Rio Grande Pueblo Indians
Rio Grande Pueblo Indians live in pueblos (villages) along the Rio Grande (Big River). Sometimes they are referred to as the Santo Domingo Pueblo Indians but there are many pueblos, and Santo Domingo is just one. Others include Acoma, Laguna, Isleta, Santa Clara, Taos, Zuni and others. (The word "pueblo" has many meanings and does not refer to a particular tribe. It can mean people, race, nation, town, or village.)
In fact pueblos cover an area from approximately Taos, New Mexico to Albuquerque. Each pueblo is very separate and its inhabitants are often of different ethnic groups and speak different languages. There are about 35,000 Pueblo Indians today that live in New Mexico and Arizona along the Rio Grande and the Colorado Rivers.
The Pueblo Indians are descedants of the Anasazi, the first people to enter the Americas, 20,000 years ago. Acoma pueblo is the oldest continuously inhabited place in the United States. It is said to have had residents since the 12th century.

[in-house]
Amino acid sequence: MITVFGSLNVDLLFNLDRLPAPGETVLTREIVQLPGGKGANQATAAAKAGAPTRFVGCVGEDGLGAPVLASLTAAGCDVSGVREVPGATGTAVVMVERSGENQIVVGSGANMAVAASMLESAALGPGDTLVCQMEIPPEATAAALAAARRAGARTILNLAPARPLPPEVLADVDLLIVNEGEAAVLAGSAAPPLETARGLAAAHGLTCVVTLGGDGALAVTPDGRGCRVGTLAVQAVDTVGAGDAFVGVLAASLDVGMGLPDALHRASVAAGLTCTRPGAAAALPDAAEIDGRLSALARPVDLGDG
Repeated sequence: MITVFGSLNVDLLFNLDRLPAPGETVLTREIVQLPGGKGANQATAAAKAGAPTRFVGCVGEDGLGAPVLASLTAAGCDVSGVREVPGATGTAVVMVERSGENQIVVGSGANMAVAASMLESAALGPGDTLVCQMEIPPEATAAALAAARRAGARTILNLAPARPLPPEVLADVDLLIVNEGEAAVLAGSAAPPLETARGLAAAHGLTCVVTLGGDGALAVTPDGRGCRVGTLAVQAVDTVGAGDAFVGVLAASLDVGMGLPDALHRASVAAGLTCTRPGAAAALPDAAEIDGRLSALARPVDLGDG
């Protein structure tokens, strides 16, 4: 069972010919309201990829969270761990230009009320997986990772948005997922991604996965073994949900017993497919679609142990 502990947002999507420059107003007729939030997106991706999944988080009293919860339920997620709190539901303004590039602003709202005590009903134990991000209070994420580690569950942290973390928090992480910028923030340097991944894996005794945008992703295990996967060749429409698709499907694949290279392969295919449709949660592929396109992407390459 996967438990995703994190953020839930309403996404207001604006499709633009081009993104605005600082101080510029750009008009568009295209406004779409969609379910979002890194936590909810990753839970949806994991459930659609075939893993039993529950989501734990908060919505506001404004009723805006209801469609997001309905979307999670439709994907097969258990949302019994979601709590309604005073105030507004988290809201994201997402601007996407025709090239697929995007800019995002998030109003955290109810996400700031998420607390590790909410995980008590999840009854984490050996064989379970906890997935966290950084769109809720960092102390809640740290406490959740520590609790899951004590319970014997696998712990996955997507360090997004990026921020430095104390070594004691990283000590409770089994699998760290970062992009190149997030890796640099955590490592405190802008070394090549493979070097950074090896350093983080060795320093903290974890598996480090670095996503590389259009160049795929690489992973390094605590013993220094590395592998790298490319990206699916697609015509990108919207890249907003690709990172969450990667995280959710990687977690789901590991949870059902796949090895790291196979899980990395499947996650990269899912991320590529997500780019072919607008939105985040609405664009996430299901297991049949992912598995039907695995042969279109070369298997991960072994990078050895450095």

The Pueblos economy has centered around farming and trade. Agriculture is dependant on a good source of water and fertile riverbottom land which explains why they have settled along the southwest's most reliable water sources, the Rio Grande and Colorado Rivers. Crops include corn, beans, melons, squash, chile peppers and cotton.
The Pueblo artists are skilled potters and basket weavers. In addition, Santo Domingo and other pueblos are famous for their skill in making hand rolled and cut beads known as heishi. Made from shell, turquoise, and other stones, they are painstakingly cut by hand into delicate beads and strung on necklaces.
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